On a more serious note, Tom Baxter, one of the most authoritative political writers in Georgia, examines the communications – or lack thereof – between Georgia officials and the Obama administration. And, in the second of two articles about consumer legislation pending in the Georgia General Assembly, Maggie Lee takes a look at bills that would do everything from cracking down on "foreclosure rescue" scams to making sure that lawyers who advertise on TV must play themselves and not use actors.

Finally, in today's Soapbox, W. Todd Groce, CEO of the Georgia Historical Society, warns that Gov. Sonny Perdue's plan to eliminate state funding for the group will mean "a citizenry less educated, less informed about its past, less prepared for the future."

As always, send your comments and suggestions to john.sugg@georgiaonlinenews.org or call 800-891-3459.

-- John F. Sugg, Executive Editor


Today's GONSO

There's little conversation between Georgia and Obama administration

by Tom Baxter
How do Georgia and the Obama administration talk to each other? In a roundabout fashion, you might say, but with a keen sense of urgency on both sides.

The complicated business of how state and federal officials establish lines of communication is always an important matter after a change of administrations, but never more so than this year, with the Obama administration desperate to get economic stimulus money out to the nerve ends of the economy, and states frozen on the edge of a deepening chasm of debt.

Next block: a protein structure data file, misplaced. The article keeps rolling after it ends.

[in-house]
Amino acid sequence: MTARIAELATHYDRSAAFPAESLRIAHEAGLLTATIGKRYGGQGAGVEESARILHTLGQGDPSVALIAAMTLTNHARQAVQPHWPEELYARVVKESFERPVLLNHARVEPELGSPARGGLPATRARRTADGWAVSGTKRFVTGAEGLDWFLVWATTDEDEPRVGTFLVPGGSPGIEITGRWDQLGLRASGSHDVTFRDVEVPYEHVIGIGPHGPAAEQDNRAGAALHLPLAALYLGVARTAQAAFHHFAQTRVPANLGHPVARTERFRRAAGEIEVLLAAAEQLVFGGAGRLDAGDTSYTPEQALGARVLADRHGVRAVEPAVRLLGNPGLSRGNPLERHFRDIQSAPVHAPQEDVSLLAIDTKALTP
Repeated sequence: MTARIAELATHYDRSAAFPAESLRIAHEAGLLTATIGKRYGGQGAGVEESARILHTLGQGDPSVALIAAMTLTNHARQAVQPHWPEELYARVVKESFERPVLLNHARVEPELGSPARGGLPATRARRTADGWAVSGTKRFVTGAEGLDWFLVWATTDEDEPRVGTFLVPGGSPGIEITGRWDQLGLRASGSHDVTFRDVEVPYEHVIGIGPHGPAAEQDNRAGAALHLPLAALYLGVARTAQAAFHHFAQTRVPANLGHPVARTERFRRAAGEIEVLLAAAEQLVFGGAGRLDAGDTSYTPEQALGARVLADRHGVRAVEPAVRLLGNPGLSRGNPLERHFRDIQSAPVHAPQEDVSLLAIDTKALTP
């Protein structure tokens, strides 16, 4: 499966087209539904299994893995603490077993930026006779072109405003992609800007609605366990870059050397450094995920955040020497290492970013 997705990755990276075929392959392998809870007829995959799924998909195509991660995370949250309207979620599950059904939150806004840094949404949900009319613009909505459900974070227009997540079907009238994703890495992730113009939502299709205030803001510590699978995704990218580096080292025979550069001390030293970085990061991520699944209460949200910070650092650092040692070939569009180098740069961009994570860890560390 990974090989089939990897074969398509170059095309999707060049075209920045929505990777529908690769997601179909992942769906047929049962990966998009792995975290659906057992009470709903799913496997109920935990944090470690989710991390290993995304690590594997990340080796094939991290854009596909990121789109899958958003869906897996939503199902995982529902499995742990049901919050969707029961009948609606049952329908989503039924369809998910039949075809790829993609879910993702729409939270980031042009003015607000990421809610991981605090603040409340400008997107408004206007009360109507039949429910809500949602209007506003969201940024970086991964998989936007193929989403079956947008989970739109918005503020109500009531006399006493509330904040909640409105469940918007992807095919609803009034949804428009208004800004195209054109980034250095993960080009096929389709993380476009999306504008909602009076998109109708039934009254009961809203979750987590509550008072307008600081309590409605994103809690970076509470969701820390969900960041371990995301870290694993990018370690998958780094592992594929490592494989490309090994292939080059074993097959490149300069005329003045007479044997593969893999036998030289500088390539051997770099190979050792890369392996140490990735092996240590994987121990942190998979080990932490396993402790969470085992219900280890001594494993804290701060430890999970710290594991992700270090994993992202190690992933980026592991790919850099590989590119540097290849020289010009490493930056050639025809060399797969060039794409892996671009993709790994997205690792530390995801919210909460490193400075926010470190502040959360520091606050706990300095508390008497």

Full Story

Lenders and lawyers among those targeted by consumer legislation

by Maggie Lee
Allison Wall, executive director of the Georgia Watch, often has a tough job battling for consumers issues at Georgia Capitol. But she's looking forward to a bill this year that gives some relief to homeowners, renters and municipalities, one that may help "clean up the mortgage broker industry here in Georgia."

Senate Bill 57 would throw a lifeline to homeowners mixed up in so-called foreclosure rescue scams. These are short-term, often predatory loans, made against a property deed. The law would treat these loans as mortgages, giving homeowners more rights to maintain possession of a home.

Full Story

Brits are wrong by not serving squirrel with most important meal of the day

by Larry Wilkerson
Our distant British cousins, out to protect their environment and their native red squirrels against threats posed by an immense population of gray ones introduced long ago, are barking up the right tree: They've begun to eat the invaders like crazy.

Reporting from London for The New York Times early this month, Marlena Spieler wrote that "squirrel is selling as fast as gamekeepers and hunters can bring it in."

Full Story

SOAPBOX

Sonny Perdue's message to Georgia Historical Society: Drop dead

by Todd Groce
The Georgia Historical Society's state funding has been deeply slashed. We've been hit by the Secretary of State's office with an immediate elimination of nearly $75,000 of funding needed this fiscal year to operate our library and archives in Savannah, effectively ending a relationship that began in 1966. We have also absorbed a 10 percent reduction in funding for the historical markers program. But the worst is yet to come. Gov. Sonny Perdue has recommended the elimination of our entire state appropriation, $327,275, representing 15 percent of our current operating budget - in the fiscal year 2010 budget.

What do these cuts mean for you? In the short term, they mean limited access to history: no more historical markers will be erected, thus ending a program that started in 1954; severely curtailed library and archives research hours; the end of any hope Georgia had to participate in the national 150th anniversary of the Civil War; the loss of billions of tourist dollars which might have helped to improve our economy and to create jobs.

Full Story

Tomorrow's Budget
Nuke Financing Passes Committee, Goes to Full Senate
by Maggie Lee
Eight months in a cloud of dust and paperwork lead to GSU's very first football players
by Wendy Parker
Capitol Debts to Pay
by Hollis Gillespie
Vouchers are the way schools can improve themselves
by Senator Eric Johnson